The number of prescriptions multiplied by the wholesale price of the drug.
Granted, there are changes in inventories that can move revenue off that calculated number, but they should average out over time.
There are a couple of companies -- IMS Health and Symphony Health Solutions -- that track the number of prescriptions for drugs. While they can't capture all the prescriptions, if they're consistently missing the same percentage, it's easy to factor the missing prescriptions into the calculation.
It's the price that makes it hard for investors to predict sales. When Viekira Pak was approved by the Food and Drug Administration, AbbVie quickly announced the price of $83,319, which is pretty much in line with the price of Gilead Sciences' Harvoni.
But a few days later, pharmacy benefit manager Express Scripts (NASDAQ:ESRX) said that it was making Viekira Pak the sole hepatitis C drug on its formulary for patients infected with the genotype 1 virus (the only genotype Viekira Pak is approved to treat).
And Monday, news outlets reported that Gilead's Harvoni and Sovaldi will be the preferred treatments on many of the plans for the other major pharmacy benefit manager, CVS Health (NYSE:CVS).
To get the exclusive contracts, AbbVie and Gilead had to offer discounts to the pharmacy benefit managers.
But how much?
That depends on who you talk to. And even then, you'll have to read between the lines.
The New York Times has this paraphrase from Steve Miller, the chief medical officer of Express Scripts:
"Dr. Miller would not disclose the discounts AbbVie is providing but said it would significantly narrow the gap between prices charged in the United States and Western Europe."
"Significantly narrow" could be a pretty large discount depending on how significant it really is and what Miller is using as a reference. In Europe, Gilead's drug sells for 17% to 29% lower than Viekira Pak's U.S. list price.
AbbVie reportedly told Evercore ISI analyst Mark Schoenebaum that it didn't give Express Scripts an "outsized discount."
I asked AbbVie's external PR guy about what "outsized" meant. He said he'd check, but never got back to me with an answer from AbbVie.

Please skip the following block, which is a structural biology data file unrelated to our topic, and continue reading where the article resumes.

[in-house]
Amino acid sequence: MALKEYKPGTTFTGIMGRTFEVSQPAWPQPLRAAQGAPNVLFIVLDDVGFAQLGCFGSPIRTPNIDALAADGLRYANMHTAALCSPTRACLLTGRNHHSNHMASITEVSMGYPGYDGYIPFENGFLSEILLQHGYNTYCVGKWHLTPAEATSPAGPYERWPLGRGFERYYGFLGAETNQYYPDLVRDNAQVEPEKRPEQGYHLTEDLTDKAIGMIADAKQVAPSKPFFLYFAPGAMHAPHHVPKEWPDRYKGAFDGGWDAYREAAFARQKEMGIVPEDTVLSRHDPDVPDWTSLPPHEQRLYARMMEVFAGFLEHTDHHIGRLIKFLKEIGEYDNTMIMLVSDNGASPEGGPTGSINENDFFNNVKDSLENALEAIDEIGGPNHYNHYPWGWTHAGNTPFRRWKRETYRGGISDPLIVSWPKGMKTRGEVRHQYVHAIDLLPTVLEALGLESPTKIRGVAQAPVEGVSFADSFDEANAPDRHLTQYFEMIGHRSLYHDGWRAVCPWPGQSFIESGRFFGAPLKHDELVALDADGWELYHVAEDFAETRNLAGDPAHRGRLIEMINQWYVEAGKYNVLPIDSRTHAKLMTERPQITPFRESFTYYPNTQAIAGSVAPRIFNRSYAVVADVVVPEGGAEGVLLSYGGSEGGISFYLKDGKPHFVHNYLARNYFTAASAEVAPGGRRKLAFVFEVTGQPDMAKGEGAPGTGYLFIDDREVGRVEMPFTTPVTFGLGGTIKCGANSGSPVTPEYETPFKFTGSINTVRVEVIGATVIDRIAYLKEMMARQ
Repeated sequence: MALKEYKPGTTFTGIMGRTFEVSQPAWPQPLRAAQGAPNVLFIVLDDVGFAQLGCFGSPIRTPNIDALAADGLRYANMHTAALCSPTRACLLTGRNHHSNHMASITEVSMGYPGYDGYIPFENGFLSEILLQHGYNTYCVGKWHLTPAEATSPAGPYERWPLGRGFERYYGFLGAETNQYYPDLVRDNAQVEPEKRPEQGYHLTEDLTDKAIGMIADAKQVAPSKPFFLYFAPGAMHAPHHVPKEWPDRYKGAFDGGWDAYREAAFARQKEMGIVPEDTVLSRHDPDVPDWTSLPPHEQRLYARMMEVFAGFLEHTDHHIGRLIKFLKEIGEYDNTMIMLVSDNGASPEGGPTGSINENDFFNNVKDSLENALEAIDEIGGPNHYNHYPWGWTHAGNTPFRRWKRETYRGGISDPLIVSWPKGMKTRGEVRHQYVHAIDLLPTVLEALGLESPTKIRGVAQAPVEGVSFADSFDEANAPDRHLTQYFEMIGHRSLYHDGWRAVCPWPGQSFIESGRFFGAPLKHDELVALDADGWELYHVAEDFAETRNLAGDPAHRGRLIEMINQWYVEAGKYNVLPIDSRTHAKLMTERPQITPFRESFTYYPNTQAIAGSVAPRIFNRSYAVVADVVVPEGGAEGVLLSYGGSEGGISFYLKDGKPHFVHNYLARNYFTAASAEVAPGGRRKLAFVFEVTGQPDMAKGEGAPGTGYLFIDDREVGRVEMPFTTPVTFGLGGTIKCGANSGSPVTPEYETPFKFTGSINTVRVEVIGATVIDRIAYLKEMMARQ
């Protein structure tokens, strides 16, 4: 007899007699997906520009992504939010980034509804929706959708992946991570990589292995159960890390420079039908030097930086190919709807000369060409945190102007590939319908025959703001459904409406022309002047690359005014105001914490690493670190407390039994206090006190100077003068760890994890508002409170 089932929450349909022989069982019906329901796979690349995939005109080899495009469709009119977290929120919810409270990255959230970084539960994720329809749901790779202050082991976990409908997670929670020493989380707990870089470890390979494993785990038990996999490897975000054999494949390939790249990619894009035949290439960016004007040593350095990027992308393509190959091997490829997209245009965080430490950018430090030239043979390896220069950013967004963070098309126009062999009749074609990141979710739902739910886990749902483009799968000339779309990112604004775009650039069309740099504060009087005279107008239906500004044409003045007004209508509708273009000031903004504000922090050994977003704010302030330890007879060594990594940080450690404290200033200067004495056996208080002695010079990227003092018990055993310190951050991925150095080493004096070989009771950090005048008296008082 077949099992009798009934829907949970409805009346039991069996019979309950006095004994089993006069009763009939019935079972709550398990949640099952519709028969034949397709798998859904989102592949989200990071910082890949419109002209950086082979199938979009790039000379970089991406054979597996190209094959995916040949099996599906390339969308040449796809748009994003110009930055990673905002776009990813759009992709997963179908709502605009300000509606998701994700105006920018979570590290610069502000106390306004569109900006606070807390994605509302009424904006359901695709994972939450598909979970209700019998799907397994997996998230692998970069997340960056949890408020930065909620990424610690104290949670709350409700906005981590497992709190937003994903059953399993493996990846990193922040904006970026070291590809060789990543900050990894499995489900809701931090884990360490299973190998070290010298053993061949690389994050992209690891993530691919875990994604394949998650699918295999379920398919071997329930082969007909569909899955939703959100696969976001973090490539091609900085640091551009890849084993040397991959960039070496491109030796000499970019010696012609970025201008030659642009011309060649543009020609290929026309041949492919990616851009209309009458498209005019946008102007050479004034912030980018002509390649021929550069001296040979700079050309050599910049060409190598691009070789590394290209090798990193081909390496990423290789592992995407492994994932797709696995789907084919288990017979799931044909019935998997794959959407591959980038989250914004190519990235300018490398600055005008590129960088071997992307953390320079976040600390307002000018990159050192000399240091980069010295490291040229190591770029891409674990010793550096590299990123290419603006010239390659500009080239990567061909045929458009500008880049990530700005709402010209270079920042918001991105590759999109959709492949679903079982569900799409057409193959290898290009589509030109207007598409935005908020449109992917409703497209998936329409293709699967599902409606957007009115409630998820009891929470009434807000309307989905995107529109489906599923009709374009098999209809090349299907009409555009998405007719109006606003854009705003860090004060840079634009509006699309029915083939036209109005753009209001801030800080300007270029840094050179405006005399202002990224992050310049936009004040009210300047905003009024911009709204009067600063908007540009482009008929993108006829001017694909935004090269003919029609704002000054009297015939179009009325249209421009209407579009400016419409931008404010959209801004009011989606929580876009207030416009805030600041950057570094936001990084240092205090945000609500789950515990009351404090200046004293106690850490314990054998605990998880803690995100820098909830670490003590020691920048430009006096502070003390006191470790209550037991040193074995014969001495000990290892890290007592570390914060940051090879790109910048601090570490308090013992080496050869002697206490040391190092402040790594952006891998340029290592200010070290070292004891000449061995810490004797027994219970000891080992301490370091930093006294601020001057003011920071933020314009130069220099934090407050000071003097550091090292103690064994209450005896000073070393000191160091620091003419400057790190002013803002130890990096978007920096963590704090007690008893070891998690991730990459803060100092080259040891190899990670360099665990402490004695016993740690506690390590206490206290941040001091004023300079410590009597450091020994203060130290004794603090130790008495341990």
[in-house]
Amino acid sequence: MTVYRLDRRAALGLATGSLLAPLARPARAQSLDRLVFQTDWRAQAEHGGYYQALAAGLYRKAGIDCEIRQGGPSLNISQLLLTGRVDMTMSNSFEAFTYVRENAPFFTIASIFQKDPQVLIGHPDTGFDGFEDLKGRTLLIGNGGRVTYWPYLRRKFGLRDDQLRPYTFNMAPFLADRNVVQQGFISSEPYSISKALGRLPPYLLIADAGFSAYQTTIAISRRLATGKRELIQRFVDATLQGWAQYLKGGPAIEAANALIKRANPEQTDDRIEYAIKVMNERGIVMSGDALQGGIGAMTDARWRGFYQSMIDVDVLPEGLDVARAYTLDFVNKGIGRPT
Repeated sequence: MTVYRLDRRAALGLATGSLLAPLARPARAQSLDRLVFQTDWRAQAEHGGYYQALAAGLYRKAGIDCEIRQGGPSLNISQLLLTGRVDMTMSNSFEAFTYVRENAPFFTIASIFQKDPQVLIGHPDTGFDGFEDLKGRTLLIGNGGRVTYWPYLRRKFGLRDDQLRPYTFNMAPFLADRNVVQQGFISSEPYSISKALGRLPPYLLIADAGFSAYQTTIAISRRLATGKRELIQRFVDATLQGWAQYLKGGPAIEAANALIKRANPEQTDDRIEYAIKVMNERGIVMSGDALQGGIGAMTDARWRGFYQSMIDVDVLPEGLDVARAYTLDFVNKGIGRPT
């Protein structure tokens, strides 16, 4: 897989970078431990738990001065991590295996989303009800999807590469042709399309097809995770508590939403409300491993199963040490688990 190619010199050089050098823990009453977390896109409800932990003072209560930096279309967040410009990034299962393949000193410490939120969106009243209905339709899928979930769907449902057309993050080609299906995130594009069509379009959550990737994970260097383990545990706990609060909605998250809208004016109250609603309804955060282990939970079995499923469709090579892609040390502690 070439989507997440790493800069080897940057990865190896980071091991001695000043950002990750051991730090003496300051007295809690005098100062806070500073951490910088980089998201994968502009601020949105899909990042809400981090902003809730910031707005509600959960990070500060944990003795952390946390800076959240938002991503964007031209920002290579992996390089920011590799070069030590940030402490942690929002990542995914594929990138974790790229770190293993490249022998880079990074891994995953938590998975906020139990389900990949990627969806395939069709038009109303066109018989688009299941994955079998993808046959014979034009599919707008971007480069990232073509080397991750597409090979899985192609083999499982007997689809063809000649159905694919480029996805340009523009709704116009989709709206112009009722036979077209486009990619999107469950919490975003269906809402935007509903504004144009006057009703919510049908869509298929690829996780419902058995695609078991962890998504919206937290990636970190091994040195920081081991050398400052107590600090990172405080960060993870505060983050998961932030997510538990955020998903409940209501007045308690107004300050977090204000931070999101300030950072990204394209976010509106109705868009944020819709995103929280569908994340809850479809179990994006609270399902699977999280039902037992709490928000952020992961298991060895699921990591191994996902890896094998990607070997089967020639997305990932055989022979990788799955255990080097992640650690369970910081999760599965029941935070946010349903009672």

Not that I was expecting one. It's not in any of the companies' best interest for the public to know what the discount is. AbbVie and Gilead don't want each other to know what it would take to be outbid. And Express Scripts and CVS would just be helping out their competitor if they released the discount they were able to negotiate.
And so we wait ...
When AbbVie and Gilead release first quarter earnings in a few months, we'll be able to calculate the average price per prescription for the drugs. The two PBMs don't cover everyone with insurance, and some companies that use Express Scripts and CVS come up with their own formularies, but the average price will give us a good idea how much AbbVie and Gilead have to compete on price.
The big question is how much of the discount the companies can make up for with volume. Many insurance companies have limited the use of the next-generation hepatitis C drugs to only the most advanced patients. If the lower price allows more patients to receive treatment, the increased volume could make up for some of the revenue lost to discounting.
At least we can measure volume.
Brian Orelli has no position in any stocks mentioned. The Motley Fool recommends CVS Health, Express Scripts, and Gilead Sciences. The Motley Fool owns shares of Express Scripts and Gilead Sciences. Try any of our Foolish newsletter services free for 30 days. We Fools may not all hold the same opinions, but we all believe that considering a diverse range of insights makes us better investors. The Motley Fool has a disclosure policy.
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